Note: As charming and informative as this and other isolarii are, they should be read with an important caveat: for most of history, maps of Greece, and therefore powerful visual definitions of Greece, have been the product of non-Greeks. The isolarii, like other maps of their day, were products of a Renaissance which did not occur in Greece, much less transform Greece. To look at these isolarii, one could easily not know that the land was occupied by a contemporary Greek people and culture. The islands from Euboea to Crete were either directly controlled by Venice or by the Duchy of Naxos, a Venetian client. The Dodecanese were controlled by the Knights of St. John. Buondelmonti visited a few towns on the Peloponese, still largely held by the Byzantine Empire, but the towns themselves were Venetian enclaves. Local inhabitants were not entirely excluded from Buondelmonti’s texts, but they appear largely in context of folk myths or practices.

—Bert Johnson, Vice President,
Washington Map Society

Notes

[1] Issue 37, Winter 1997, The Isolario of Benedetto
Bordone,
by Robert A. Highbarger; The Portolan, Issue
37, Winter 1997; and The Island Book of Henricus Martellus, by Rushika February Hage, The Portolan, Issue 56, Spring 2003; runner up, 2002 Ristow Prize.

[2] Tolias, George, Isolarii, Fifteenth to Seventeenth Century, pp. 263-284; Woodward, David, ed. History of Cartography: Volume Three – Cartography in the European Renaissance. Chicago: University of Chicago Press, 2007. Note: This is an excellent concise history of the isolarii and their place in European cartography.


Seventeenth-Century News 77.1–2/Neo-Latin News 67.1–2 (Spring-Summer, 2019): 77–78

This book has its origins in a description of the Aegean islands that was written in 1420 by Cristoforo Buondelmonti (c.1385-c. 1430), as copied by Henricus Martellus Germanus (d.1496). The environment in which the project was born and nurtured was the humanism of Renaissance Florence, which shaped it in several complementary ways.

Buondelmonti began traveling in the Aegean in search of Greek manuscripts for humanists like Niccolò Niccoli, and as the report of his travels to Niccoli indicates, he marveled at, and mourned, the ruins of antiquity that he encountered there. Buondelmonti was a real traveler, but like most of the early humanists, he processed what he saw through classical texts, in this case Ptolemy’s Geographia, Livy’s histories, and the myths of Ovid found in Pierre Bersuire’s Ovidius Moralizatus, which he retold in their geographical settings. Martellus added to what he found from Buondelmonti and enriched it with quotations from Isidore, Pliny, Pomponius Mela, and Strabo along with humanist writers like Giovanni Tortelli and Aeneas Sylvius Piccolomini. Unlike Buondelmonti, Martellus was not a traveler, but a map collector who worked from humanist libraries to satisfy humanist readers.

The book being reviewed here is a lavish production. It contains an appropriate introduction, one that explains the significance of the work for readers in different fields without belaboring the relevant points. A two-page map on which Buondelmonti’s journey can be traced comes next, followed by a full-color facsimile of the Minnesota manuscript. Next comes a critical edition of the Latin text, which is more than what its label, ‘Transcription,’ suggests, followed by a readable English translation, a bibliography, and the index that is necessary to use such a volume. The textual descriptions do not follow a model rigidly, but they tend to present distance and direction from the previous island; then a measurement, usually the circumference of the island but occasionally length and width; next an explanation, sometimes fanciful, of how the island got its name(s); then a description of any prominent features, classical ruins, and resources that a business person might find valuable; and finally, an account of the island’s history, including myths connected to it, along with occasional personal details.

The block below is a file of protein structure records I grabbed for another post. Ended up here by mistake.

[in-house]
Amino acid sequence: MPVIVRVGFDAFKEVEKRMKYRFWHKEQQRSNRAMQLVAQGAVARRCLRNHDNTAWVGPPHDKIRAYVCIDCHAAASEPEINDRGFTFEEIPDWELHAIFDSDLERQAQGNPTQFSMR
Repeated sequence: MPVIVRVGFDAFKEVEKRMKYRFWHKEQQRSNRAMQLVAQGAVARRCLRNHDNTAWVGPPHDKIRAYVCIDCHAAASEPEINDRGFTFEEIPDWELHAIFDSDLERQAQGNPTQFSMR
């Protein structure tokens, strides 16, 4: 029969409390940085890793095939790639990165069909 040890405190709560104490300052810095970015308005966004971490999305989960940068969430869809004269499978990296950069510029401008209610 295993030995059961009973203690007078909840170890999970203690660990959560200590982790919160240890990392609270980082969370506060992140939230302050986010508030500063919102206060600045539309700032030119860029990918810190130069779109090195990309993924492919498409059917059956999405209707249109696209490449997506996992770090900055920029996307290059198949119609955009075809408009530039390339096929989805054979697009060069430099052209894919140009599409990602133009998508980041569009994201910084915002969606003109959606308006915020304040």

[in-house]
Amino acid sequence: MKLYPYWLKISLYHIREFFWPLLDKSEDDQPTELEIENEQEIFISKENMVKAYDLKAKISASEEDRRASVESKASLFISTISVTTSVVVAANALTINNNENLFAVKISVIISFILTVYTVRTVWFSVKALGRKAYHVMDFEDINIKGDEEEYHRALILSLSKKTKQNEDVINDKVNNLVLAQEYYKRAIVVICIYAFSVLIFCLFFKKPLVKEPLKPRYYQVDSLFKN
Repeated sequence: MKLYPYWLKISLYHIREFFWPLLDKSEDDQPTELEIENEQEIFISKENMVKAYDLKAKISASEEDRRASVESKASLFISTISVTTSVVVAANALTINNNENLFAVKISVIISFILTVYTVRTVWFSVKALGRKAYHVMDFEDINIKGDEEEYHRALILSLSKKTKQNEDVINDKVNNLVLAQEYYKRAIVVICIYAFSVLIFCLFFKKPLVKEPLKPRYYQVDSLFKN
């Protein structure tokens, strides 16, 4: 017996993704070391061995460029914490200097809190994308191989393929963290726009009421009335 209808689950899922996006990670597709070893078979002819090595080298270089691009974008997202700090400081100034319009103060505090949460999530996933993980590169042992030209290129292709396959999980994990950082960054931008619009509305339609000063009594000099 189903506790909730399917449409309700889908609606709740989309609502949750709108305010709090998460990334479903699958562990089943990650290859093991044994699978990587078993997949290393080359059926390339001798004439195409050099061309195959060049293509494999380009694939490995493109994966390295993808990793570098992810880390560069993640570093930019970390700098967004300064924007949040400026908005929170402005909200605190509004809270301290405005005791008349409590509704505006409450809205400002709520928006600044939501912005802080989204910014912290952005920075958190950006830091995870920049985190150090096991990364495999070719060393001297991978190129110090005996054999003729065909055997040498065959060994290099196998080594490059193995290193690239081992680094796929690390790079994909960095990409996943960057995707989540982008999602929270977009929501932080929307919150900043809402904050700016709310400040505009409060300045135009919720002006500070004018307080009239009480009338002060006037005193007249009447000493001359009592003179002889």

It is tempting to consider this as primarily a coffee table book, but that would be a mistake: it does indeed meet the highest aesthetic standards, but it is also a work of scholarship, carefully prepared over a period of several years. In addition, it is a valuable reminder that Neo-Latin includes not only poetry and plays, but also less obvious genres like travel literature. Italica Press, which recently moved its editorial office to Bristol [UK], has been a good friend to Neo-Latin studies over the years, and I am looking forward to more books like this one to come.

— Craig Kallendorf, Texas A&M University


Imago Mundi 71.2 (2019): 207–8

Cristoforo Buondelmonti (c.1385–c.1430)) was born in Florence and educated in the humanistic environment of the early Renaissance. His encounter with Ptolemy’s Geography led to a love for ancient Greece and its language and encouraged him to embark on a voyage to explore and record the Greek Archipelago. His aim was not only to visit all the places he had read about in the ancient texts, but also to collect manuscripts to send back to Florence. He settled on the island of Rhodes, which was at that time ruled by the Knights of the Order of the Hospital of Saint John of Jerusalem, whose members came from eight different language areas and whose powerful fleet ensured him safe travel at dangerous times. The island was one of the largest ports of call for pilgrims and merchants, from whom Buondelmonti acquired manuscripts as well as a wealth of material for his book.